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to Section One | to Arts & Entertainment
posted Friday, November 11, 2016 - Volume 44 Issue 46
Mesmerizing Christine a riveting must-see docudrama
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Mesmerizing Christine a riveting must-see docudrama

by Sara Michelle Fetters - SGN A&E Writer

CHRISTINE
Now playing


I admit, I didn't know much about television news reporter Christine Chubbuck before watching director Antonio Campos and writer Craig Shilowich's intimate, elegantly composed and emotionally visceral Christine. Her story, what transpired that led the 29-year-old to commit suicide on-air in 1974, I didn't know any of this going into the movie, and my fear that this would feel more like a dreary death march than it would an informative, thought-provoking drama was sadly palpable before I sat down to give this one a look.

Not that I should have worried. Considering I thoroughly enjoyed Campos' previous two features Simon Killer and Afterschool, the fact the direction here is so confidently self-assured and bracingly subtle shouldn't have struck me as anything close to a surprise. Mix in newcomer Shilowich's strong, straight-forward and emotionally minimalistic screenplay, this is a strong docudrama, a movie filled with strong observations and unnervingly perceptive insights, one that couldn't be coming out at a better moment in time, Chubbuck's tragic story an immersive reminder of how far gender relations in the workplace have come as well as just how far they sadly still need to go.

At a television station in Sarasota, Florida, reporter Christine Chubbuck (Rebecca Hall) is floundering. Insecure, passed over for promotion, her boss (Tracy Letts) dismissive of the potential features she keeps bringing to his attention, the journalist isn't handling things as well as those around her might believe she is. Single, living at home with her inadvertently smothering mother Peg (J. Smith-Cameron), secretly infatuated with co-worker George Ryan (Michael C. Hall) but unable to allow herself to respond to any of his advances, Christine is losing sight of why she became a television reporter in the first place, and in the process is hurtling towards a tragic destiny no one, not even she, ever could have anticipated.

This movie could have been unbearable. There's a reason Paddy Chayefsky was inspired by Chubbuck's story to come up with Network, and even bigger one why he composed it as a satire and not a straightforward drama. What's amazing is how Campos and Shilowich manage to transform Christine into a powerful chronicle of sexism, misogyny and workplace norms that isn't just a didactic lecture. They cut to the heart, revealing the person within Christine Chubbuck, manufacturing a universal aria of emotional deconstruction that left me with so much to think about and ponder I was practically shaking in tearful awe as the film came to an end.

The real genius here is the way the filmmakers refuse to give short shrift to the supporting players in this tragedy. Letts, Smith-Cameron and Michael C. Hall give remarkable performances, none of them smoothing their rougher edges yet also more than willing to explore the complex corners of their respective personalities with cunning insight and mesmeric fortitude. They are the unwitting players who, more often than not, believe they are doing right by Christine yet never see the pain swirling behind her eyes, each actor finding a way to connect with their own character's emotional dissonances and oblivious insecurities in ways that are collectively naturalistic.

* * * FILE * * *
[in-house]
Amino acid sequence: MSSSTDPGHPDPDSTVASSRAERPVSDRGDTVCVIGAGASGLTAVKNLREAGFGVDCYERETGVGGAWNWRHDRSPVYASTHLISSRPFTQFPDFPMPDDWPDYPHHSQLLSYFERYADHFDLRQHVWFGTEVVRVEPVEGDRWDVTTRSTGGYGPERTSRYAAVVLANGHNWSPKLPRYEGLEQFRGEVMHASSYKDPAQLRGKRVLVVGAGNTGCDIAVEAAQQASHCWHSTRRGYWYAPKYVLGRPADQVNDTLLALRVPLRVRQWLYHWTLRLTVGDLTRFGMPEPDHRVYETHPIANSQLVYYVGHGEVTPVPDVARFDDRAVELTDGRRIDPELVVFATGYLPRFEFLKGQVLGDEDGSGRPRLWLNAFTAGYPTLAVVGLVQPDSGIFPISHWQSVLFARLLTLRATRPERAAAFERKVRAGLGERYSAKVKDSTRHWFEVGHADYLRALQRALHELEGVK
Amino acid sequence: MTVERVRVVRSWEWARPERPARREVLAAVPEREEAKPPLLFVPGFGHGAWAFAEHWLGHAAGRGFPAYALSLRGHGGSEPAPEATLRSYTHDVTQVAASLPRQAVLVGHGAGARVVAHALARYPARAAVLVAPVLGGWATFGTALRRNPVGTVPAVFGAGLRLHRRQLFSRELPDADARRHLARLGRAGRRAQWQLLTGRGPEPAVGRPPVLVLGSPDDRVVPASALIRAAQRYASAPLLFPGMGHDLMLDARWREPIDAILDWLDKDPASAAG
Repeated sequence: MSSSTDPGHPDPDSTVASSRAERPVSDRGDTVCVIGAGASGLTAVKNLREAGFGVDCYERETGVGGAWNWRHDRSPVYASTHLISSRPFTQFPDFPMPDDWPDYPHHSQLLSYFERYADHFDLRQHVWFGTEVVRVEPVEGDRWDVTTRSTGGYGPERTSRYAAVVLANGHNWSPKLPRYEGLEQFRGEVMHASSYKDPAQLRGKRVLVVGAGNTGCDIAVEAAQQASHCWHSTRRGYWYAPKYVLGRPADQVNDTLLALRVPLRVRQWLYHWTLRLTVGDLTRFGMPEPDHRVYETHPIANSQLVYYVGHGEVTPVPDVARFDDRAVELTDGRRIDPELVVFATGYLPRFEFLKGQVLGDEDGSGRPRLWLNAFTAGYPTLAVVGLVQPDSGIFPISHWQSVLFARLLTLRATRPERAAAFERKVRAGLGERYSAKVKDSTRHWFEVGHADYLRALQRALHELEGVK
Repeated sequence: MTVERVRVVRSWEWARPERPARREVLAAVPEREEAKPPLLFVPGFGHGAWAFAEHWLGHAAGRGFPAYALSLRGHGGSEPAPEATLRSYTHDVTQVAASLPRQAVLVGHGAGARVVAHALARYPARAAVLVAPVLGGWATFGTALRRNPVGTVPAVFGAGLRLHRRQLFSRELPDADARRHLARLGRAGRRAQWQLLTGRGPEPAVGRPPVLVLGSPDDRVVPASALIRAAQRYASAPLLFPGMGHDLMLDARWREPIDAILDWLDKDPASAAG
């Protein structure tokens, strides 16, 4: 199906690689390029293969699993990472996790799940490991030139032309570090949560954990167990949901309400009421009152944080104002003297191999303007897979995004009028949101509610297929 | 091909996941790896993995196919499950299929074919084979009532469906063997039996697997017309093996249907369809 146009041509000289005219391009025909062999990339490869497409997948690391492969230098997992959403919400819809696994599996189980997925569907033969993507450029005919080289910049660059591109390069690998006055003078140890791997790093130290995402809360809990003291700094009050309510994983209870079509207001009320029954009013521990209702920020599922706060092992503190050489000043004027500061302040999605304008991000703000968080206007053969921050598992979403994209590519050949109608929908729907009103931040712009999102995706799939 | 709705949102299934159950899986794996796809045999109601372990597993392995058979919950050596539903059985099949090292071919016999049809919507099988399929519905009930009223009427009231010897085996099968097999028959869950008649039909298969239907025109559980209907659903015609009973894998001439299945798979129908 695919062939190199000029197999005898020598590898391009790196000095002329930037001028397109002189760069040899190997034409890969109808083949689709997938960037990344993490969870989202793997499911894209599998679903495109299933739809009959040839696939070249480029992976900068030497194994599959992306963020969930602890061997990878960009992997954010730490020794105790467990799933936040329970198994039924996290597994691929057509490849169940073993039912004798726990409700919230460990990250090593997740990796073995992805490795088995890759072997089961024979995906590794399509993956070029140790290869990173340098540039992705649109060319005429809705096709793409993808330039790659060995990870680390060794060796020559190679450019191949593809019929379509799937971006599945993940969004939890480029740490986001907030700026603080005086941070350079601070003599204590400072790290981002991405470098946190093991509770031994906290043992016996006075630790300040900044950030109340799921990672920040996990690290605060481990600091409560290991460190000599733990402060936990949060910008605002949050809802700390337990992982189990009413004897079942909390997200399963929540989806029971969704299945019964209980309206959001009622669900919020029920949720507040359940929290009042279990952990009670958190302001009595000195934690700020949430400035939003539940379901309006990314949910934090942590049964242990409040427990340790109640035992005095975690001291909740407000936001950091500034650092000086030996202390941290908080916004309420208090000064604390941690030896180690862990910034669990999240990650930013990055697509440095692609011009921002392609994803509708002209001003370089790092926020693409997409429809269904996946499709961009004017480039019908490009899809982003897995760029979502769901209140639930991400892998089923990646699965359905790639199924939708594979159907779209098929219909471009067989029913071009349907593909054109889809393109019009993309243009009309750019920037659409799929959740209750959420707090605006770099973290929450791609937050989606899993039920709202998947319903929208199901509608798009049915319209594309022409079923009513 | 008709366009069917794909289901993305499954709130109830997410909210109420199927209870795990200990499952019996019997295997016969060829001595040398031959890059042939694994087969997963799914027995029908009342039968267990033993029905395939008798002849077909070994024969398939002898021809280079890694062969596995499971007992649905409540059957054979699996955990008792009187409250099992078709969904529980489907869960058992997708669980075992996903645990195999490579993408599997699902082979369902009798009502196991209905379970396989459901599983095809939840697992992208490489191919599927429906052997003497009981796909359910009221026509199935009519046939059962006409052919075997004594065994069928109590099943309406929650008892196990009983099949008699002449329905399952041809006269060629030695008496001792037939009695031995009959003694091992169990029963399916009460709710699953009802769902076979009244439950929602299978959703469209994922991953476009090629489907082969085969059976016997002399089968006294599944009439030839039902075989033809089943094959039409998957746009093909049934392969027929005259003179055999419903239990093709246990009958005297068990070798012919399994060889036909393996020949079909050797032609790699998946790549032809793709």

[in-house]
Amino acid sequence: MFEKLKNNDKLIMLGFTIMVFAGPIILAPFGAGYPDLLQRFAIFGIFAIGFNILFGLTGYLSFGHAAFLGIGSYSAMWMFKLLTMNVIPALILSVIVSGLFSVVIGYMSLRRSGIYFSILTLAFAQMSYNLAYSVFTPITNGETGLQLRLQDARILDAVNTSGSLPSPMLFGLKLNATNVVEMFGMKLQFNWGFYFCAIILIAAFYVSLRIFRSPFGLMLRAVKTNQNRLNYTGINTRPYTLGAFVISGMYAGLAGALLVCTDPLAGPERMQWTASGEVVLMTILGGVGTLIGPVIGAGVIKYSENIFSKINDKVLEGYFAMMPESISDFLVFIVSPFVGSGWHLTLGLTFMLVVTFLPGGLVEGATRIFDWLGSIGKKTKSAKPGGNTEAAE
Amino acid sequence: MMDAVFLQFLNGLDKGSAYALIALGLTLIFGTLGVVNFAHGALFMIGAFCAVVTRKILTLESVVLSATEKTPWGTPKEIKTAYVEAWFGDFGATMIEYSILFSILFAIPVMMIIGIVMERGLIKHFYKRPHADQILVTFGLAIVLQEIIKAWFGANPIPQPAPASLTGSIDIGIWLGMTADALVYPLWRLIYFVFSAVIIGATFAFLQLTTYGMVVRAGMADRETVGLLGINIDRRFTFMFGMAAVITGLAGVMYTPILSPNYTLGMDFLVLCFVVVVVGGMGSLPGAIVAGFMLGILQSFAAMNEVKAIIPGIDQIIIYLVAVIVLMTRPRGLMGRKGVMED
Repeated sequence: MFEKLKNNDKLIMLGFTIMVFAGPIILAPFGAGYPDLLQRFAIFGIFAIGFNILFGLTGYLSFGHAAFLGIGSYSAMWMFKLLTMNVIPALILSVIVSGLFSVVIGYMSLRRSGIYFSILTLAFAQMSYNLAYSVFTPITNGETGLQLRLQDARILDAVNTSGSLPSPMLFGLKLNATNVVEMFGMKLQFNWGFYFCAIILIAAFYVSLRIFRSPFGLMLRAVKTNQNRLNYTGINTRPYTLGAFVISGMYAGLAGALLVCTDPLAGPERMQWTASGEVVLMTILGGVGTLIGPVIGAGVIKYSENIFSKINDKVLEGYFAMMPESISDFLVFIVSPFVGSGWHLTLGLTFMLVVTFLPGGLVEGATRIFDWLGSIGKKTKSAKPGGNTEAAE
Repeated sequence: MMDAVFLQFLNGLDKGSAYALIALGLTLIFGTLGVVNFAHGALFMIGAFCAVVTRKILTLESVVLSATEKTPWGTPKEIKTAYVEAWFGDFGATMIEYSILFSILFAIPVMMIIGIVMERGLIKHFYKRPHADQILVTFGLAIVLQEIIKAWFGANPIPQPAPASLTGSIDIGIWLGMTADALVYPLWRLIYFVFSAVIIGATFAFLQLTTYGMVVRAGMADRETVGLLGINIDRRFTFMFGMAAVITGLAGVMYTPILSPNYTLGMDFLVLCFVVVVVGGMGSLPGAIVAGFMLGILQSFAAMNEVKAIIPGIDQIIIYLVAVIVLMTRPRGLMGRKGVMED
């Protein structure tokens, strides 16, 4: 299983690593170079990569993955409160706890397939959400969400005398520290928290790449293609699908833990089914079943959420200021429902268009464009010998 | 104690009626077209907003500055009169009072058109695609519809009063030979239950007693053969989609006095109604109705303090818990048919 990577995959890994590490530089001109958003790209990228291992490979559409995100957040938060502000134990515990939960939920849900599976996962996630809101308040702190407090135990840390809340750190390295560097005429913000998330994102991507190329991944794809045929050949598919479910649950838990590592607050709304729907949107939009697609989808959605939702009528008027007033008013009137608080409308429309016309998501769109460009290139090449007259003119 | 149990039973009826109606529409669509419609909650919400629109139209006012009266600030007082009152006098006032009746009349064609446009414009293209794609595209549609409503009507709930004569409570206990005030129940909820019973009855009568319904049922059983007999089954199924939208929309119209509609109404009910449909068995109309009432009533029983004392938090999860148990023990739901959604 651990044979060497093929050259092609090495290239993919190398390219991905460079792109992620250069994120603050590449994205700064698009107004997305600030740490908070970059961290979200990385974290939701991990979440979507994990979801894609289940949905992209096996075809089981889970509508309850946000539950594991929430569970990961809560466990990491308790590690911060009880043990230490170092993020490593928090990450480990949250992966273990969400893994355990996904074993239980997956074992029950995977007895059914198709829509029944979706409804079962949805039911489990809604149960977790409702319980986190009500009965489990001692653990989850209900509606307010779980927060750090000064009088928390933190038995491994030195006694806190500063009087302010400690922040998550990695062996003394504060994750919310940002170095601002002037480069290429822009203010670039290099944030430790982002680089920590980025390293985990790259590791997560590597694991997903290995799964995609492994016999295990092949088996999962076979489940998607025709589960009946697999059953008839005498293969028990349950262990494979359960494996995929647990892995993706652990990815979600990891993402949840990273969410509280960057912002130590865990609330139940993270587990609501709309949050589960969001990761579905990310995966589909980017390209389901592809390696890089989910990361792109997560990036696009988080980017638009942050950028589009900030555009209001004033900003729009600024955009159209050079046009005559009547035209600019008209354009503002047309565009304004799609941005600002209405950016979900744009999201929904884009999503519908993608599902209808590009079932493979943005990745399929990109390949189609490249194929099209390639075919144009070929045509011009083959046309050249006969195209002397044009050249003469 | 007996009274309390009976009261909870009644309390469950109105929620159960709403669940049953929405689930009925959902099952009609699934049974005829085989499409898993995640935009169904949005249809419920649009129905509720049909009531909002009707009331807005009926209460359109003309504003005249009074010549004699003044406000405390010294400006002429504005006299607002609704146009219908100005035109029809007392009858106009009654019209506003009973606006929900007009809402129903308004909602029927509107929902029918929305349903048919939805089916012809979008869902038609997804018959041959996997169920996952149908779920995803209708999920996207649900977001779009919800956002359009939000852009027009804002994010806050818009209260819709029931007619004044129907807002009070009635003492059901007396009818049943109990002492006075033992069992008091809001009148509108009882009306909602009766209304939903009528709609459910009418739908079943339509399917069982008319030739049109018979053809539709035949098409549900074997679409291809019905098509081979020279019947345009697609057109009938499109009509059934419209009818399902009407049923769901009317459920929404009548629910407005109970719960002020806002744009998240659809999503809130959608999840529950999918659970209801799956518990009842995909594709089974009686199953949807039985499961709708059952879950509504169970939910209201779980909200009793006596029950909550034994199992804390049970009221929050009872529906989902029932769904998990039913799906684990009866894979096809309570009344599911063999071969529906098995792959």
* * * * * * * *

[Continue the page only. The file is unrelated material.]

The film's sound design is also extraordinary. Campos does a magnificent job of creating an assaultive sonic landscape that makes Christine's emotional disintegration feel viscerally pure and uncomfortably immersive. He has a way of constructing an atmosphere of self-destructive invention that's effectively palpable. Yet, the film never feels oppressive, even with the foregone nature of the outcome, the director keeping things focused in a way that is magnetically compelling no matter how gruesome and uncomfortable things might unavoidably turn out to be.

All of which would be well and good, and also disappointingly moot, if the actress at the center of the things wasn't up to the task of making Christine Chubbuck a woman worthy of getting to know and spend time with, even knowing beforehand what is going to happen to her. Rebecca Hall doesn't just rise to the challenge, she ends up giving to my mind, not just the greatest performance I've seen in 2016, but one of the best ones I've had the pleasure to witness these past few years. Extraordinarily detailed, uneasily funny, free of artifice and willing to mine emotional territories that are as raw as they are genuine, she's magnificent, crafting a compelling portrait of ambition and insecurity waging war one against the other, all of it played out against a workroom backdrop that unwittingly amplifies both facets of Christine's personality.

Christine isn't an easy movie to sit through, a statement on my part I'm sure will shock or surprise just about no one. But Campos proves himself to be a directorial titan whose stock is without question on the rise, navigating the complex terrain of Shilowich's multilayered, incisively acidic script with confident restraint. As for Rebecca Hall, she's flat-out astonishing, her performance alone making this riveting drama an absolute essential moviegoers of all backgrounds owe it to themselves to seek out and see.

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